One of the joys of being a communication designer is that the process (if done right) forces you to become an expert on the subject matter you’re designing for. Dealing with new subject matter requires a desire to learn new knowledge and understanding, luckily this is one part of my job that I love.
In this case it was thoroughbred horse racing. Before Aquis Farm joined Villain as a client, terms like ‘sire’, ‘dam’, ‘walking in’ and ‘standing’ meant totally different things to me. When I saw the word ‘agistment’ I thought it was a typo for adjustment. After a few months and many intense projects I’ve developed a good knowledge and appreciation for the unique world that is a thoroughbred horse breeding.
As a brand within the thoroughbred racing and breeding industry, Aquis Farm was relatively unknown six months ago. Today, the organisation has grown to employ more than 50 staff and has a roster of high-profile stallions for 2016. New Chief Operations Officer Marcus Langer has hit the ground running, bringing in a wealth of knowledge and experience in promoting this type of business. He has a very clear vision of where he wants the Aquis Farm brand to go. We developed the 2016 Stallions Book to define a new sophisticated look and feel.
After much research into the industry and how similar organisations promote their services, the one thing that stood out to me is that for ‘the sport of kings’, the communication design and branding presented much like dunces. The level of quality didn’t seem to reflect that same level of sophistication and classic touch that we all expect from the sport. The vast majority of pieces that I found were a sensory contradiction. The content presented high-profile horses and people. The investment in the sport was evident, but visually that level of sophistication didn’t translate into the promotional material. It was like drinking a glass of vintage Grange out of a plastic cup.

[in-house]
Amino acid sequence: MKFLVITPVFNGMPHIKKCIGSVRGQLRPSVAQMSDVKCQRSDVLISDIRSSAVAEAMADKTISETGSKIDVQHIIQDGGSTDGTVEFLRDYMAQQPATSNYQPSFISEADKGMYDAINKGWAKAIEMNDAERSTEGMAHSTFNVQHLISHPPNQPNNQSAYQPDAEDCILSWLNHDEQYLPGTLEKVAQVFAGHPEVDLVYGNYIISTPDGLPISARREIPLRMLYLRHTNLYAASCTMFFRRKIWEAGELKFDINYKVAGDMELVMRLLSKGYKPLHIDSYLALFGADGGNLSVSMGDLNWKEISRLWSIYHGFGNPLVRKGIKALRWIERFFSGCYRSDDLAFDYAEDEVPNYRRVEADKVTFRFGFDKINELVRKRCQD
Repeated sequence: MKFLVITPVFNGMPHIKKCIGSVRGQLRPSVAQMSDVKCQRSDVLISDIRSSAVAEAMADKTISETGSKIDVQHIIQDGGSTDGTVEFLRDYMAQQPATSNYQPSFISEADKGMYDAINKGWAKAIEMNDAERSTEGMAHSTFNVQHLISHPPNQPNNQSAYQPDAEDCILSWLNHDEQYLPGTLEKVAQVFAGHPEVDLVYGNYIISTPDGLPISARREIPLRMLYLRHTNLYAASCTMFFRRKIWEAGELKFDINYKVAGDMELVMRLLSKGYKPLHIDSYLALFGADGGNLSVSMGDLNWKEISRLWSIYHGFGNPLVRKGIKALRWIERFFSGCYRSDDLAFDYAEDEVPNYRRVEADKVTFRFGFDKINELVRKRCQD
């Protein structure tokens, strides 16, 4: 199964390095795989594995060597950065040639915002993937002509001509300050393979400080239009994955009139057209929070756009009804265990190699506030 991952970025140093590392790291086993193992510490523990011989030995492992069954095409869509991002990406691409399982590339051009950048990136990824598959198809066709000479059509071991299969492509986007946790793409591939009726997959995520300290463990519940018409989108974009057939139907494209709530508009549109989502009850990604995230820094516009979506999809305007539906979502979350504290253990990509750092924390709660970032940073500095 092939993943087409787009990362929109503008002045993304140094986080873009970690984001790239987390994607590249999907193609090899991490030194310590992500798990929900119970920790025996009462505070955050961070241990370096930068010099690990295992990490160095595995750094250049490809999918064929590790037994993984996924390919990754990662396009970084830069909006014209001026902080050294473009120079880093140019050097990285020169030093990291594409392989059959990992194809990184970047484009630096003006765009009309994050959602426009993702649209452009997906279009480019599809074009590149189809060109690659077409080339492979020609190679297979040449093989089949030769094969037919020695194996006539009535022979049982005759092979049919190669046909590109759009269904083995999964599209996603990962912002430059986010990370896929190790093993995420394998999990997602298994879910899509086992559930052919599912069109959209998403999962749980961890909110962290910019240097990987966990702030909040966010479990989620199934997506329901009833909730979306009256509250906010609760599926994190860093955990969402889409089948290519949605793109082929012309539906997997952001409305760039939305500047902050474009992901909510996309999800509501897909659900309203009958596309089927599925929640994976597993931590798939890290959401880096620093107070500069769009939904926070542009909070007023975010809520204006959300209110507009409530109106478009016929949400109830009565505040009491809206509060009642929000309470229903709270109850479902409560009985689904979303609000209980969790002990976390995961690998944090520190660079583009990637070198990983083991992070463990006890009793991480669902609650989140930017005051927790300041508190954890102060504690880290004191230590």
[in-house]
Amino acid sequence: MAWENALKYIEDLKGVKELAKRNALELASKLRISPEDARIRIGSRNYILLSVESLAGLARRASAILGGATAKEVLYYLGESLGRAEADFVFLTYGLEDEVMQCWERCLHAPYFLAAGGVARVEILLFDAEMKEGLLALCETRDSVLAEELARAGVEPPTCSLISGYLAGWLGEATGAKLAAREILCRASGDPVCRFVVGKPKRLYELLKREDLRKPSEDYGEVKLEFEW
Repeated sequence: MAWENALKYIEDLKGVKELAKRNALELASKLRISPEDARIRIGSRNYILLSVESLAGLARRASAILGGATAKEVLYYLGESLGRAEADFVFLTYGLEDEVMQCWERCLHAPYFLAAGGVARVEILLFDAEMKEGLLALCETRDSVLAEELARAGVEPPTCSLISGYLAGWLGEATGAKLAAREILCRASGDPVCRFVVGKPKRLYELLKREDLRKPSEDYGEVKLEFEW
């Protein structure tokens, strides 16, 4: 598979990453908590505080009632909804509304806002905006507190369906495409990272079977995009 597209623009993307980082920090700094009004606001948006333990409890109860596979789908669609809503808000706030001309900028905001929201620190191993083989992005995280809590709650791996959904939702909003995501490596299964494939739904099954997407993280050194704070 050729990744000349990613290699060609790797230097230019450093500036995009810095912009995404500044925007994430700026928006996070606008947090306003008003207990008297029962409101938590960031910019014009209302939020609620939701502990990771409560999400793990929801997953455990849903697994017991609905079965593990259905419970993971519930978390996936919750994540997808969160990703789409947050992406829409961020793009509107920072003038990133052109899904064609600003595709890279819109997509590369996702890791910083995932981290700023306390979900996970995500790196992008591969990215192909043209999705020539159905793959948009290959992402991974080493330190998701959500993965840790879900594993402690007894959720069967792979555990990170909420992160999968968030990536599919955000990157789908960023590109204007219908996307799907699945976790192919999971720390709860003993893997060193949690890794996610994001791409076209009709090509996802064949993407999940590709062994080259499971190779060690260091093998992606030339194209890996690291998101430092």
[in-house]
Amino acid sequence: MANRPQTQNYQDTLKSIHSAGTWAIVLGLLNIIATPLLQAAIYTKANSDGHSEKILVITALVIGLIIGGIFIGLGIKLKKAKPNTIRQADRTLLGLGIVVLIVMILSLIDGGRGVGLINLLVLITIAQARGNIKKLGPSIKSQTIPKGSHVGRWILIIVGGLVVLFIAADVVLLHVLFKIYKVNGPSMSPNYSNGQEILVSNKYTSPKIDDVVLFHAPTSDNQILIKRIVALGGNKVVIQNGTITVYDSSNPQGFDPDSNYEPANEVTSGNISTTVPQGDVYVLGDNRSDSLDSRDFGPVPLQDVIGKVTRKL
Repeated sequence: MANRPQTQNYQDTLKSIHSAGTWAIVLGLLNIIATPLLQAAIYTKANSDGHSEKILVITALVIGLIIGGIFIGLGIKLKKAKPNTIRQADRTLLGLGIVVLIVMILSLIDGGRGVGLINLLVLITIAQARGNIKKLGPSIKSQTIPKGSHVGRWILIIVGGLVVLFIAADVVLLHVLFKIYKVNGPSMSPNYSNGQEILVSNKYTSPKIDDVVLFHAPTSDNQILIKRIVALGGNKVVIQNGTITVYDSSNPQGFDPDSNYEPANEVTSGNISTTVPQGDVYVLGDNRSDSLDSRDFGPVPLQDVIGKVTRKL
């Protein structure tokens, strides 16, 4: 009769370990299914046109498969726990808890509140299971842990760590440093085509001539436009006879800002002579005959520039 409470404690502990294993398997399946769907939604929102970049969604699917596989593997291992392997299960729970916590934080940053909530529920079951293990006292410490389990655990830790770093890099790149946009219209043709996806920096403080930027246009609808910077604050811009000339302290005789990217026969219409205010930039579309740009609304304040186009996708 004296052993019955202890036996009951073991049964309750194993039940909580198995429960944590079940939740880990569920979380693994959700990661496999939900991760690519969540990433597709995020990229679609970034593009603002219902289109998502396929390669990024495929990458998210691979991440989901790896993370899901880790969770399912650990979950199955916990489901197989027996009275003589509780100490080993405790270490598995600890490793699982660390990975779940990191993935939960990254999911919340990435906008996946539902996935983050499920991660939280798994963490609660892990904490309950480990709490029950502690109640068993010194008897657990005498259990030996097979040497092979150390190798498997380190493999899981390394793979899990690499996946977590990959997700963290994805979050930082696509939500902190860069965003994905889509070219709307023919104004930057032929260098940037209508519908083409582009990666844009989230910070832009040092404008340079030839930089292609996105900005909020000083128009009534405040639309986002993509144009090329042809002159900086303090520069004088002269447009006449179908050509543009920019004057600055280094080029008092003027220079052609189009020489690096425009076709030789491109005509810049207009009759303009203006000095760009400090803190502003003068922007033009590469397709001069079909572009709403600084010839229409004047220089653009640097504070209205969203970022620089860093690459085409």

So when Villain pitched a shift up in class regarding how the brand is promoted, it was an idea borne out of an opportunity to leapfrog competitors and set a new standard of design for the industry.This 2016 Stallions Book was built on high-end finishes, classic design utilising clean lines, plenty of white space and a updated typographical layout that showcased the contrast between the existing main header typeface Trajan Pro and the new modern sans serif typeface, Freight Sans Pro. We also introduced a warm lime green to the palette which offsets the cool aqua-green providing more scope to evolve with flexibility and bursts of impact in different directions. These sets provide extra options and further clarity as the brand moves forward.
A good book design needs a quality finish to evoke the senses and create the desired perception. With purposeful embellishments such as a gold foiled logo that peeks through a circular die cut window from behind a fold out page and an inside-front cover that reveals a stunning image of their star stallion Spill The Beans bringing it home down the straight, the viewer gets all of the impact without it being crass and over-the-top.
The slightly-creamy uncoated Conqueror Wove paper (the same paper the English Royal Family use for their stationery) gives it all the class and sophistication it needs without having to shout at the reader and the design does all it needs before moving aside for the stock and finishes to take centre-stage. A tactile, earthy finish makes the overall booklet feel very relevant to the brand’s natural surrounds.
Digital audiences weren’t forgotten either with Villain producing a responsive online flipbook version of the booklet to accompany the website, EDMs and social media marketing. All-in-all, a successful outcome in which the client was extremely pleased and one that has exceeded expectations.